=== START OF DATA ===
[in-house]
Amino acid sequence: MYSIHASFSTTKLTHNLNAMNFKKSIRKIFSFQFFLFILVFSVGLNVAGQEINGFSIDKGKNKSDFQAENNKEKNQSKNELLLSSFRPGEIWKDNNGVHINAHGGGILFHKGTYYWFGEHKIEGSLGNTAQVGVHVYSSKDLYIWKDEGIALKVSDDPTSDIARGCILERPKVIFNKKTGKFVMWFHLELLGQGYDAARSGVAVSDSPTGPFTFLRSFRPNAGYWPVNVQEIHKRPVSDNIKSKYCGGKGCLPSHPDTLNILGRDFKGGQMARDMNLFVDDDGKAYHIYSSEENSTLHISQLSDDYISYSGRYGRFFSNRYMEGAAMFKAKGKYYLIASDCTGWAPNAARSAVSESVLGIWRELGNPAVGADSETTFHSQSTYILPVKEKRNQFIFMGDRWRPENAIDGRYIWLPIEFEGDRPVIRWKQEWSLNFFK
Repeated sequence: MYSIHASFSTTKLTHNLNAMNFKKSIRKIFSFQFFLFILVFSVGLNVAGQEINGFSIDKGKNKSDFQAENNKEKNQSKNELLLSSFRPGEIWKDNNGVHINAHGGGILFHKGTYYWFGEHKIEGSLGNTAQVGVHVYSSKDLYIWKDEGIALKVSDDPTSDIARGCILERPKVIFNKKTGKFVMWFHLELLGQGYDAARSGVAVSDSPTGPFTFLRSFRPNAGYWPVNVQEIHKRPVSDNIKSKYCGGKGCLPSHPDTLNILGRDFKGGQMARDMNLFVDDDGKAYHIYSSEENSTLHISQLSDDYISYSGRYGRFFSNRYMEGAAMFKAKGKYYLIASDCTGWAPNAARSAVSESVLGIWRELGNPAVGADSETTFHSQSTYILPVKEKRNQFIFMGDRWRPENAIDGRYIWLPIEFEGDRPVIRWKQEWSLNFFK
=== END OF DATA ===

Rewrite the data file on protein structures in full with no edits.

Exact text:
[in-house]
Amino acid sequence: MYSIHASFSTTKLTHNLNAMNFKKSIRKIFSFQFFLFILVFSVGLNVAGQEINGFSIDKGKNKSDFQAENNKEKNQSKNELLLSSFRPGEIWKDNNGVHINAHGGGILFHKGTYYWFGEHKIEGSLGNTAQVGVHVYSSKDLYIWKDEGIALKVSDDPTSDIARGCILERPKVIFNKKTGKFVMWFHLELLGQGYDAARSGVAVSDSPTGPFTFLRSFRPNAGYWPVNVQEIHKRPVSDNIKSKYCGGKGCLPSHPDTLNILGRDFKGGQMARDMNLFVDDDGKAYHIYSSEENSTLHISQLSDDYISYSGRYGRFFSNRYMEGAAMFKAKGKYYLIASDCTGWAPNAARSAVSESVLGIWRELGNPAVGADSETTFHSQSTYILPVKEKRNQFIFMGDRWRPENAIDGRYIWLPIEFEGDRPVIRWKQEWSLNFFK
Repeated sequence: MYSIHASFSTTKLTHNLNAMNFKKSIRKIFSFQFFLFILVFSVGLNVAGQEINGFSIDKGKNKSDFQAENNKEKNQSKNELLLSSFRPGEIWKDNNGVHINAHGGGILFHKGTYYWFGEHKIEGSLGNTAQVGVHVYSSKDLYIWKDEGIALKVSDDPTSDIARGCILERPKVIFNKKTGKFVMWFHLELLGQGYDAARSGVAVSDSPTGPFTFLRSFRPNAGYWPVNVQEIHKRPVSDNIKSKYCGGKGCLPSHPDTLNILGRDFKGGQMARDMNLFVDDDGKAYHIYSSEENSTLHISQLSDDYISYSGRYGRFFSNRYMEGAAMFKAKGKYYLIASDCTGWAPNAARSAVSESVLGIWRELGNPAVGADSETTFHSQSTYILPVKEKRNQFIFMGDRWRPENAIDGRYIWLPIEFEGDRPVIRWKQEWSLNFFK